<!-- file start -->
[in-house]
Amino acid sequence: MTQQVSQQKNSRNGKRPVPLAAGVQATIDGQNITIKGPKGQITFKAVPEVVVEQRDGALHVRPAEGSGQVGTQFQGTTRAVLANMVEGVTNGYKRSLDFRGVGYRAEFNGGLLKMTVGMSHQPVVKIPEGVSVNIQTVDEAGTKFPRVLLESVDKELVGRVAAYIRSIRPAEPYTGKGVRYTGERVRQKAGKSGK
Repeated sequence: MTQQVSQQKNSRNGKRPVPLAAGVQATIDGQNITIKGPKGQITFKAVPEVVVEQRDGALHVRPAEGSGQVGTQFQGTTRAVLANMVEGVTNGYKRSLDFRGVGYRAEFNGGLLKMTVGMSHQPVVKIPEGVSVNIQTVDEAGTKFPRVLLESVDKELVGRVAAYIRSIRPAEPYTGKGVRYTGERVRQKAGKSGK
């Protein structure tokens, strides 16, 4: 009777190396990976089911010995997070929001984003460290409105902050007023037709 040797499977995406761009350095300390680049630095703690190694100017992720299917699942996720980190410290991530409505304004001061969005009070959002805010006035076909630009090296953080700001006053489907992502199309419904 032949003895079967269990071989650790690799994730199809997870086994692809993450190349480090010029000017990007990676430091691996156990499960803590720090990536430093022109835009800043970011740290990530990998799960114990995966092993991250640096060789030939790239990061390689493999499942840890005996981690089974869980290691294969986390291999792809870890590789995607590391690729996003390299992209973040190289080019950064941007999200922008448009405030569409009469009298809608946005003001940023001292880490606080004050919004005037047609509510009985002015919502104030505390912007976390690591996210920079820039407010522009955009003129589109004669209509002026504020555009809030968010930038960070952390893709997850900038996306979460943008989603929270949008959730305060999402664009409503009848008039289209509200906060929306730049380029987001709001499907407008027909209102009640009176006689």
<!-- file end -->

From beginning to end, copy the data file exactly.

[in-house]
Amino acid sequence: MTQQVSQQKNSRNGKRPVPLAAGVQATIDGQNITIKGPKGQITFKAVPEVVVEQRDGALHVRPAEGSGQVGTQFQGTTRAVLANMVEGVTNGYKRSLDFRGVGYRAEFNGGLLKMTVGMSHQPVVKIPEGVSVNIQTVDEAGTKFPRVLLESVDKELVGRVAAYIRSIRPAEPYTGKGVRYTGERVRQKAGKSGK
Repeated sequence: MTQQVSQQKNSRNGKRPVPLAAGVQATIDGQNITIKGPKGQITFKAVPEVVVEQRDGALHVRPAEGSGQVGTQFQGTTRAVLANMVEGVTNGYKRSLDFRGVGYRAEFNGGLLKMTVGMSHQPVVKIPEGVSVNIQTVDEAGTKFPRVLLESVDKELVGRVAAYIRSIRPAEPYTGKGVRYTGERVRQKAGKSGK
């Protein structure tokens, strides 16, 4: 009777190396990976089911010995997070929001984003460290409105902050007023037709 040797499977995406761009350095300390680049630095703690190694100017992720299917699942996720980190410290991530409505304004001061969005009070959002805010006035076909630009090296953080700001006053489907992502199309419904 032949003895079967269990071989650790690799994730199809997870086994692809993450190349480090010029000017990007990676430091691996156990499960803590720090990536430093022109835009800043970011740290990530990998799960114990995966092993991250640096060789030939790239990061390689493999499942840890005996981690089974869980290691294969986390291999792809870890590789995607590391690729996003390299992209973040190289080019950064941007999200922008448009405030569409009469009298809608946005003001940023001292880490606080004050919004005037047609509510009985002015919502104030505390912007976390690591996210920079820039407010522009955009003129589109004669209509002026504020555009809030968010930038960070952390893709997850900038996306979460943008989603929270949008959730305060999402664009409503009848008039289209509200906060929306730049380029987001709001499907407008027909209102009640009176006689």